The exhibition’s third key theme is powering and alternative energy sources, and again experimental thinking is making rapid progress. There are increasing numbers of lights that use solar and wind power on the horizon and arguably this is the future. iGuzzini
have collaborated on a Wind and Light project — planned to launch at the G8 summit on Sardinia — that converts wind power into light. Experimental designer Demakersvan
has a more elegant version of a similar idea in the exhibition. Programs such as the World Bank’s Lighting Africa
project are helping bring low-cost, low-maintenance solutions for lighting areas off the national grid to fruition. In the exhibition, we have Loop’s magical Sonumbra: a giant parasol made from architectural textile embedded with solar cells and electroluminescent wires. By day it serves as a sunshade and by night it gives off the light it absorbs.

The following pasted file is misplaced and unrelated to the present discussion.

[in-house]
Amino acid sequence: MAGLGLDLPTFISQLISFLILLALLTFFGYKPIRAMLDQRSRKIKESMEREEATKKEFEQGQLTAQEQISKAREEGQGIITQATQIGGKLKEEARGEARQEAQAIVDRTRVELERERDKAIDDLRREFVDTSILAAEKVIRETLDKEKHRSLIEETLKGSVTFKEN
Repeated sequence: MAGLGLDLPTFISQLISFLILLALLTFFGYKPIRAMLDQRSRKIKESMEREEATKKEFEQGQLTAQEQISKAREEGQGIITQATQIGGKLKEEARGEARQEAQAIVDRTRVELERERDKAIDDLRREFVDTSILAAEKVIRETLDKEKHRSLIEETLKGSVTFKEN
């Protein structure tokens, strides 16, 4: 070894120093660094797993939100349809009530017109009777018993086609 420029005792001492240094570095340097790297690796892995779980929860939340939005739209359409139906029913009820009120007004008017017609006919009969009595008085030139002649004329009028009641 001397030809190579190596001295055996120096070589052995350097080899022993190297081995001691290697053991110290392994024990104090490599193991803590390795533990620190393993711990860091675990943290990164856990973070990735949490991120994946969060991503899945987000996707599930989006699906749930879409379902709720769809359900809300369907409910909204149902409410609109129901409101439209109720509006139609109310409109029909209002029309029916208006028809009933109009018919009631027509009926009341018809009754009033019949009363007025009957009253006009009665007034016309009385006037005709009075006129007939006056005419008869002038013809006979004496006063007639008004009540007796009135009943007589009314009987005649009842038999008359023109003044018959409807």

The show ends on a cautionary note about energy waste and light pollution. French eco activists Clan du Néon
protest against the absurd energy waste of illuminated advertising signs by simply turning them off and then posting films of their actions
on the internet. The most amusing shows three figures in fluorescent wigs running down rue de other’s shoulders to switch off famous shop signs using external switches intended for emergency use by the fire brigade. It’s both silly and deeply important. Why do we sanction bright lights of advertising pointlessly pouring energy into our over illuminated skies?
The movement has already spread across France and into Holland. As much as new light technologies, it is thinking like this about how we use energy and how we want our lives illuminated that can help change habits and point the way to a sustainable future.